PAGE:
Association management company

From Wikipedia, the free encyclopedia
Jump to: navigation, search

An association management company (AMC) provides management and specialized administrative services to trade associations and professional associations using a for-profit approach that runs not-for-profit associations like businesses.[1] Many AMCs serve as an organization's headquarters, managing day-to-day operations and becoming the public face of the organization.[2]

Outsourced services may include executive, administrative and financial management; strategic planning; membership development; public affairs and lobbying; education and professional development; statistical research; meetings management; and marketing and communication services.[3] Orienting board members is high on the list of tasks undertaken; AMCs educate new nonprofit board members on their roles, laying out expectations for fiduciary oversight, and pointing out the pitfalls of conflicts of interest.[4]

The association management company industry is more than 130 years old having been founded by Fernley & Fernley, Inc., based in Philadelphia. There are now more than 600 AMCs worldwide collectively managing associations ranging in budget size from $50,000 to $16 million and representing more than 3 million members.[5] Many nonprofit groups are not aware that such management companies exist, but they can be found in most major cities.[6]

Current employees of AMCs are eligible to apply to become a Certified Association Executive.[7]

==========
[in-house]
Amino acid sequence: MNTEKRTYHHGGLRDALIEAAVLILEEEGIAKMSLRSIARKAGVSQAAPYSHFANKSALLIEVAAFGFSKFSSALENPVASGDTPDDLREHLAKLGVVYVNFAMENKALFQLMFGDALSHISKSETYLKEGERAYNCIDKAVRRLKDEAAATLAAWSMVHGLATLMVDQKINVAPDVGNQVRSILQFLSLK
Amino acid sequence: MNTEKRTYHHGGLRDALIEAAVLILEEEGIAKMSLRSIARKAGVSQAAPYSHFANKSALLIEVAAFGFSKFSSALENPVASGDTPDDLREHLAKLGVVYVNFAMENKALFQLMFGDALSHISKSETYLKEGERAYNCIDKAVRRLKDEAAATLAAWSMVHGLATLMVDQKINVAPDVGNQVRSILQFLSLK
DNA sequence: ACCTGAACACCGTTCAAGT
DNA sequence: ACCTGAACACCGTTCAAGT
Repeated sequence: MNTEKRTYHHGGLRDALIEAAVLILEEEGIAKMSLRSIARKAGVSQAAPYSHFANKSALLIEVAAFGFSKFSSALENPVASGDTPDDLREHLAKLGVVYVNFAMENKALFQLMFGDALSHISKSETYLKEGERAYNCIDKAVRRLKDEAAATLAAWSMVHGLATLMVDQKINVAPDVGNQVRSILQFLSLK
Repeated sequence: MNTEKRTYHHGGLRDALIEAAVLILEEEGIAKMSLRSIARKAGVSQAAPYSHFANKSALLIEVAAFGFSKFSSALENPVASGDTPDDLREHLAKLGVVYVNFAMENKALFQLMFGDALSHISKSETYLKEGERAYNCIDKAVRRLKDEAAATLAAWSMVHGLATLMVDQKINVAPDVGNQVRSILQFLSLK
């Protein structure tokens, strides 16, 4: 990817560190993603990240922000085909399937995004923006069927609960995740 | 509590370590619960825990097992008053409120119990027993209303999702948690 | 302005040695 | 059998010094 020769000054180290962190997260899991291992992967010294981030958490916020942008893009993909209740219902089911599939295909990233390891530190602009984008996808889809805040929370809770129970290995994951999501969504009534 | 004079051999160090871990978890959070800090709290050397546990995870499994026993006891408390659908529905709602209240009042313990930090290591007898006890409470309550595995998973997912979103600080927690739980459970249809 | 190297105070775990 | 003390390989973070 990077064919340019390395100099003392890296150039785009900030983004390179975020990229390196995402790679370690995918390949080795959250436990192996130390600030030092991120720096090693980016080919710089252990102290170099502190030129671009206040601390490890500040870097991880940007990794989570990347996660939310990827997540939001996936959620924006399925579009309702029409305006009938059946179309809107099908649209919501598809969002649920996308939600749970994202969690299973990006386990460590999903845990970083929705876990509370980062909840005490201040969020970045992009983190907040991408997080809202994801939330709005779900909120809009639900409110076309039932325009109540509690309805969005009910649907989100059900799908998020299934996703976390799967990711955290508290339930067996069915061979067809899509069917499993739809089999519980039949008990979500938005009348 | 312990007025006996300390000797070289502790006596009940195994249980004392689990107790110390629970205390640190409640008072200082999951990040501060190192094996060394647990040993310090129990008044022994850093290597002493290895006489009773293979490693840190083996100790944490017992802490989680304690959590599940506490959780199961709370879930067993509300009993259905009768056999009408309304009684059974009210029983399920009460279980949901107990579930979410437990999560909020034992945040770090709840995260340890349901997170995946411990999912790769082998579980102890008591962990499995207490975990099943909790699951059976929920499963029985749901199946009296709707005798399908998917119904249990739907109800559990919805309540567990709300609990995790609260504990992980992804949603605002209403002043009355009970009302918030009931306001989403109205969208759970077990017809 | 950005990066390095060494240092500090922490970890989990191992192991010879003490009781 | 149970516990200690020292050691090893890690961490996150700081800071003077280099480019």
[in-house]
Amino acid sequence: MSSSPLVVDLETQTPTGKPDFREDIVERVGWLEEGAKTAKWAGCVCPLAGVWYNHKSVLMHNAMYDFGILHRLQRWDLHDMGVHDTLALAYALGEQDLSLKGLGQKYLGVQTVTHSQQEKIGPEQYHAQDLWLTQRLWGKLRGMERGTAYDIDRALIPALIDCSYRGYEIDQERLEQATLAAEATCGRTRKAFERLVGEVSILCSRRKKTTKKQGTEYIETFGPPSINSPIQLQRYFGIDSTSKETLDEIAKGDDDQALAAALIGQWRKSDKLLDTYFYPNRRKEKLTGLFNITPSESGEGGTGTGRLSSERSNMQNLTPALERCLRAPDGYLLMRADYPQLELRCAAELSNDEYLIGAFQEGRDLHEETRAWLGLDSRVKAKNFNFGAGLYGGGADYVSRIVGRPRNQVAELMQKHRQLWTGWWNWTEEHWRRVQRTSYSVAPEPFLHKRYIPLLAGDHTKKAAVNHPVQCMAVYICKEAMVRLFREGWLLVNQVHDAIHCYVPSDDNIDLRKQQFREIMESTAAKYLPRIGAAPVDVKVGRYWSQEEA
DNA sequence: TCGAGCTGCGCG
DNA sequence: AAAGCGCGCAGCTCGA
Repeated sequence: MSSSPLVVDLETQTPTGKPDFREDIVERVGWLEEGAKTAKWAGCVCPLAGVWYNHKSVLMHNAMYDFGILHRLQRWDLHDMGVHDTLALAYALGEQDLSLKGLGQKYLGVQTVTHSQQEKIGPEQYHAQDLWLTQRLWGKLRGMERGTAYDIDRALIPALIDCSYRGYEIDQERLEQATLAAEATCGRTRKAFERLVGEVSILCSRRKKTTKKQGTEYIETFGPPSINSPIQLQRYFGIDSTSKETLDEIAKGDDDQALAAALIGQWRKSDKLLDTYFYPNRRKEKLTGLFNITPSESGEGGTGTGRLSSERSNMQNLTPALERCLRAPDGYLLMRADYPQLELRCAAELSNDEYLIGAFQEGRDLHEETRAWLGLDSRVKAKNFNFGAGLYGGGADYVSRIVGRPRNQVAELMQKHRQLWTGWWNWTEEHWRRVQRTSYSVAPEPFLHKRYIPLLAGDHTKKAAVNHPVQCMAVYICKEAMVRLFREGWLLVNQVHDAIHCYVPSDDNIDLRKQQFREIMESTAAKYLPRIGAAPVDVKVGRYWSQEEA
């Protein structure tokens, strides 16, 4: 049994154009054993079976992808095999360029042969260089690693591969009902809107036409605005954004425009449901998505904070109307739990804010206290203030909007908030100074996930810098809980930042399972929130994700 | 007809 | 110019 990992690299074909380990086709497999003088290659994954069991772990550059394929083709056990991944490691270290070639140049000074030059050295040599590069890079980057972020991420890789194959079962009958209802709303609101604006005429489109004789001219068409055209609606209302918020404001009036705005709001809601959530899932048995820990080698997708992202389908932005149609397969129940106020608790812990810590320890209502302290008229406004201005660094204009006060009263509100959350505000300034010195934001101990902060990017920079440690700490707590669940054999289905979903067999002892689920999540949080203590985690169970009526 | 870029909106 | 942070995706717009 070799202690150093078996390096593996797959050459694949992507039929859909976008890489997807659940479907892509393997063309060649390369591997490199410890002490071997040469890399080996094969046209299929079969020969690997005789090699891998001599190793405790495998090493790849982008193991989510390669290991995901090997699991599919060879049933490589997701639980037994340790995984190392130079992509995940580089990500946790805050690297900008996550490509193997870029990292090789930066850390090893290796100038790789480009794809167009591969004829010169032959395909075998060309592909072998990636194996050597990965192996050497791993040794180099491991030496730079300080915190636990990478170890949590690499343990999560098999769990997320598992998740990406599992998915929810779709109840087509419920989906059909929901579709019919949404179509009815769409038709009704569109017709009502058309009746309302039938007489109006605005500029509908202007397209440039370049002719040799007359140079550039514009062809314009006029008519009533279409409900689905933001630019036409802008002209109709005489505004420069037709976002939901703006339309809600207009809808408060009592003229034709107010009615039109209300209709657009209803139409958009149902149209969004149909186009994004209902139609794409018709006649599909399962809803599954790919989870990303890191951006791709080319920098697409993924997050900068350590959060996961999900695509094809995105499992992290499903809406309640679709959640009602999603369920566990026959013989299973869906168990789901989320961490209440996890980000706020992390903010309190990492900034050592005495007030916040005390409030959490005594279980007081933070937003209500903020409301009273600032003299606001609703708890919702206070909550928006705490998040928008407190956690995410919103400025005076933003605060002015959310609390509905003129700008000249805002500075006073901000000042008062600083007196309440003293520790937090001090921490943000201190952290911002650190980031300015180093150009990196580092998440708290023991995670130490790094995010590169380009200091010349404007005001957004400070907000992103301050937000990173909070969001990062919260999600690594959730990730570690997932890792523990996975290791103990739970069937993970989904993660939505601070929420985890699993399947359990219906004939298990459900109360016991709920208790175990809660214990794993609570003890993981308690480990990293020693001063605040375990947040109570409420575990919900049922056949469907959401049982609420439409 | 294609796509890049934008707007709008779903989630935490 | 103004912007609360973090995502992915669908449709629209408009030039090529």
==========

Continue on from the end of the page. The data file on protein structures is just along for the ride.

The Alexandria, Va.-based AMC Institute accredits AMCs under the guidance of the American National Standards Institute.[8]

Fernley & Fernley is recognized as Founders of the industry and is the senior most AMC in the United States, having been established in Philadelphia in 1886.[9] Chicago-based SmithBucklin is the world's largest AMC,[10] although Geneva, Switzerland-based MCI Group, a professional conference organiser that offers AMC services, has more employees: 1,900 as of 2016.[11]

See also[edit]

References[edit]

  1. ^ Thomas, Willis (2013). The Basics of Achieving Professional Certification: Enhancing Your Credentials. CRC Press. p. 78. ISBN 9781466554566. 
  2. ^ "What is the AMC model? - AMC Institute (AMCI)". www.amcinstitute.org. Retrieved 2016-05-22. 
  3. ^ "What is the AMC model? - AMC Institute (AMCI)". www.amcinstitute.org. Retrieved 2016-05-22. 
  4. ^ Dubey, Anikesh (2009). Association Management: A Distinct Field of Management. India: Global India Publications. pp. Page143. ISBN 9789380228587. 
  5. ^ Duckworth, Holly (2014). Ctrl+Alt+Believe: Reboot Your Association For Success. Balboa Press. p. 78. ISBN 978-1-50432-525-7. 
  6. ^ Cox, John B. (2015). ASAE Handbook of Professional Practices in Association Management. Jossey-Bass. p. 38. ISBN 978-1118775394. 
  7. ^ Harris, Philip M. (2001). The Guide to National Professional Certification Programs. HRD Press. p. 83. ISBN 978-0874256321. 
  8. ^ "Accreditation - AMC Institute (AMCI)". www.amcinstitute.org. Retrieved 2016-05-22. 
  9. ^ "A new face at Phila.'s Fernley & Fernley". philly-archives. Retrieved 2016-05-30. 
  10. ^ "5 Questions for SmithBucklin President Matt Sanderson – PCMA Convene". www.pcmaconvene.org. Retrieved 2016-05-30. 
  11. ^ "About Us | MCI at a Glance". www.mci-group.com. Retrieved 2016-05-30. 

External links[edit]